In short, the NFL is going to feel the repercussions. It is hard to support teams that have a history of leaving. Maybe to begin with they will see an increase because of new markets in Los Angeles and Las Vegas. However, they will not see consistent revenue from the teams. With all of the rule changes and everything else, it is soon to be the NTFL (National Touch Football League) instead of the NFL, which would piss off a major target market in sports.
To the Indoor Football League we go!!! Go Rattlers.
When it comes to discussing elite talent at wide receiver in the NFL, there is no doubt that Los Angeles Chargers wideout Keenan Allen belongs in each and every discussion on the topic.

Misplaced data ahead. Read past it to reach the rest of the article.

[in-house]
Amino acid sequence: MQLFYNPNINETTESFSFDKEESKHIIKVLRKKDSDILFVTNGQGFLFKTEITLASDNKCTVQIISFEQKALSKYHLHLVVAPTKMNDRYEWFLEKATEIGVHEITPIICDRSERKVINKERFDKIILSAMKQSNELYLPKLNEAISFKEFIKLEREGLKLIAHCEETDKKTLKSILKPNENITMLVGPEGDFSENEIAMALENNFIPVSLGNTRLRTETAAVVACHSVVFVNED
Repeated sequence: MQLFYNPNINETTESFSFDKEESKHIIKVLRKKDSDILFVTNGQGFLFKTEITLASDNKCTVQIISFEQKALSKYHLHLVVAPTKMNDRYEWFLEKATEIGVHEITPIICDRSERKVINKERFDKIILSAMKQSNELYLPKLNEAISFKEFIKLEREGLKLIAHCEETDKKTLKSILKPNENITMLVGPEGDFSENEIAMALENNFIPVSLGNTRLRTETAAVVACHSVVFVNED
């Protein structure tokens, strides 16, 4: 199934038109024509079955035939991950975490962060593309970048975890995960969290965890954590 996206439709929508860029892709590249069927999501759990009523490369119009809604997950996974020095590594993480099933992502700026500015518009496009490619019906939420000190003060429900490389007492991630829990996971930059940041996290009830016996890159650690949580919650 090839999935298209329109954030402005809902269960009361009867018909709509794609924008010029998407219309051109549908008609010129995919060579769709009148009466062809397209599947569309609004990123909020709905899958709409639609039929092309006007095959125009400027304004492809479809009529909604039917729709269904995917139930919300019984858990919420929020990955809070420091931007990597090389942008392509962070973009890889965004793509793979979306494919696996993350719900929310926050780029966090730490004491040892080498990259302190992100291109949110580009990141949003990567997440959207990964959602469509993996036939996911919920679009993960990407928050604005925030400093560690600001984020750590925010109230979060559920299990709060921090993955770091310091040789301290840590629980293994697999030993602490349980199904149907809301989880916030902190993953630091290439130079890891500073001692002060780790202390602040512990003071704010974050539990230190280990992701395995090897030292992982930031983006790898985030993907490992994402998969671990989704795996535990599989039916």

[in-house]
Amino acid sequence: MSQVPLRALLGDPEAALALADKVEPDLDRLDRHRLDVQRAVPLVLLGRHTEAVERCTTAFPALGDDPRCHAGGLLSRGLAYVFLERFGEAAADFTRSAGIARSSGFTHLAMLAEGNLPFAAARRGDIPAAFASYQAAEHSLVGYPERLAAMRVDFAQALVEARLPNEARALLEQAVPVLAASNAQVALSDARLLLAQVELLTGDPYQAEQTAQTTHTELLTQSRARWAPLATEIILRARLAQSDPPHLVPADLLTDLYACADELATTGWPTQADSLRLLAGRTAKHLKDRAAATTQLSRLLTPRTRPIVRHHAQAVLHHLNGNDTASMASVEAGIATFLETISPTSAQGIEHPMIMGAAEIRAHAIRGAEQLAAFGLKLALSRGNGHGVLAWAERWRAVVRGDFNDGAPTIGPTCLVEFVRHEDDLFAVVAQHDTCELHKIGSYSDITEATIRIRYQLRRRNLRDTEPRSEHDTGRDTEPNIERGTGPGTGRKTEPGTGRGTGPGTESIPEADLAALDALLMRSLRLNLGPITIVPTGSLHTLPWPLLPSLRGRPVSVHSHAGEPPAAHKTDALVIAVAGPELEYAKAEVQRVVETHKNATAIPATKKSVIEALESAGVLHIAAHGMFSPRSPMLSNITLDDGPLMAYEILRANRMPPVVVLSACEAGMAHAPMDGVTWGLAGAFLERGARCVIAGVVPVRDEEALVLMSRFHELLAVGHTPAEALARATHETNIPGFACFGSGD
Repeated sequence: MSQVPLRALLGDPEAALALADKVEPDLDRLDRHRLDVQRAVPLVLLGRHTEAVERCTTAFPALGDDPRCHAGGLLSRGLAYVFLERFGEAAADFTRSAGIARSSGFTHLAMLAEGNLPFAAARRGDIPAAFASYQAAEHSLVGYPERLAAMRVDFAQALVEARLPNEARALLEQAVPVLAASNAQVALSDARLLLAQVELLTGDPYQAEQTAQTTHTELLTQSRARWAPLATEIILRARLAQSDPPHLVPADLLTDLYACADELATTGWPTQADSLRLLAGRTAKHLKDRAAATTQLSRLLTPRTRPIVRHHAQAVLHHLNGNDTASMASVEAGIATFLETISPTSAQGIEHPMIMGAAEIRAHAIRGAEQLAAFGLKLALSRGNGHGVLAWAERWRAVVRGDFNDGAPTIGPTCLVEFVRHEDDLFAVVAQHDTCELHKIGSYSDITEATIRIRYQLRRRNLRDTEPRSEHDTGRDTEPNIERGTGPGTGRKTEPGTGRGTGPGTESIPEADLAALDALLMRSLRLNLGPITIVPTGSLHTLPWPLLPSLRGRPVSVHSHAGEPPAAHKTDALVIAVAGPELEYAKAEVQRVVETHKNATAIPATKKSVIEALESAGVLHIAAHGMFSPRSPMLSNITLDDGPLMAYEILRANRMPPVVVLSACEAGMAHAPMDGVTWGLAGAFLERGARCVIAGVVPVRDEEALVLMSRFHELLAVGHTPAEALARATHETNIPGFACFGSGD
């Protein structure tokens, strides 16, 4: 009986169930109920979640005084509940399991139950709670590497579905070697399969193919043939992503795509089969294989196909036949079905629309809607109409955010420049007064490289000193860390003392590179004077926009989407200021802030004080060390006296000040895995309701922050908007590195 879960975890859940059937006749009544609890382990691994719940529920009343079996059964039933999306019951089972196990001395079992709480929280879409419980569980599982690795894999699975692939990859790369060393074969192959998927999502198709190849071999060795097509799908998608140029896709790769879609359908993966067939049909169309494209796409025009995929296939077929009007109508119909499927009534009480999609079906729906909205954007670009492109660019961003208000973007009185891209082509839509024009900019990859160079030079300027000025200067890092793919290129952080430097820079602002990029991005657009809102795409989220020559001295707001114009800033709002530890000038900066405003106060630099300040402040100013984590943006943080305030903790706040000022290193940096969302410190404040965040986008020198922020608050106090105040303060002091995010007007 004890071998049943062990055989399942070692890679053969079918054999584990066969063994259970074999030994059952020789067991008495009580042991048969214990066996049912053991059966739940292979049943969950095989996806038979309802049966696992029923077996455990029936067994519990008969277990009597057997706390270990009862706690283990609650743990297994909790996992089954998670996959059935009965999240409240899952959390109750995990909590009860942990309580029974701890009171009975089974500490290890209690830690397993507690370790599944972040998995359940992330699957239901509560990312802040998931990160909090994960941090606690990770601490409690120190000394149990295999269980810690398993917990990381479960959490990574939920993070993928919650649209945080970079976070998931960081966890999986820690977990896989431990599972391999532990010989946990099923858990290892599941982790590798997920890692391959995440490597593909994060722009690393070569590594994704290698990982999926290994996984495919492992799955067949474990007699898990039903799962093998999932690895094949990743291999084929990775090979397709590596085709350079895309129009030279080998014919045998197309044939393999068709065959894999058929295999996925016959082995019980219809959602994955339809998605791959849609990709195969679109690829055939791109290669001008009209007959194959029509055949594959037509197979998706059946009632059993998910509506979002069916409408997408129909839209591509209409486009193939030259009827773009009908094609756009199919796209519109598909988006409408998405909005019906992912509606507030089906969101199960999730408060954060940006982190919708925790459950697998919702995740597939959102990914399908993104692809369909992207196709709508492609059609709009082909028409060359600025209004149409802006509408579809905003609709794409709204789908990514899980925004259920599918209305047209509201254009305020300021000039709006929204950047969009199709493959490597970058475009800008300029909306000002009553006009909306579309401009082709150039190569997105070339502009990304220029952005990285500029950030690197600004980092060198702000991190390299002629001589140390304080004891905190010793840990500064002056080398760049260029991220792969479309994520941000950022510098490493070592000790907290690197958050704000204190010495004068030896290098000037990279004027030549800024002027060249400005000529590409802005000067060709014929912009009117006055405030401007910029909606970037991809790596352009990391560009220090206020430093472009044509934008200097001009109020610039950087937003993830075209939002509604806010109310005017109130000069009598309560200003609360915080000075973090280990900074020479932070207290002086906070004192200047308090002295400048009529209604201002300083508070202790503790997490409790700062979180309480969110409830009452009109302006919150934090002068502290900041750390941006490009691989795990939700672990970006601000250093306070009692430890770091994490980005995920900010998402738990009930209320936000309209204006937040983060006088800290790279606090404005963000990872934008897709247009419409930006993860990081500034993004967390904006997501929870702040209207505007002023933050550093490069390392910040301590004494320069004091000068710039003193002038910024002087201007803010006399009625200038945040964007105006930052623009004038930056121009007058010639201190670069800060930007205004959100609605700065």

As obvious as it is that Allen can be a star in this league, though, is the fact that he has trouble staying healthy. Whether it be bad luck or some other uncontrollable factor, the former Cal Bear missed all but one game in 2016 after playing in only eight games during the 2015 campaign.
Additionally, the fifth-year pro fell to the third round of the 2013 NFL Draft due to teams having concerns about a knee ailment which saw him miss time during his final year of college.
But don’t let all of that fool you into thinking he might not have been worth drafting.
When healthy, the soon-to-be 25-year-old is one of the best route runners in the entire NFL, possessing great size, hands and above-average speed.
None of this is lost on the youngster, and neither is his confidence despite having a tough time staying on the field thus far throughout his career.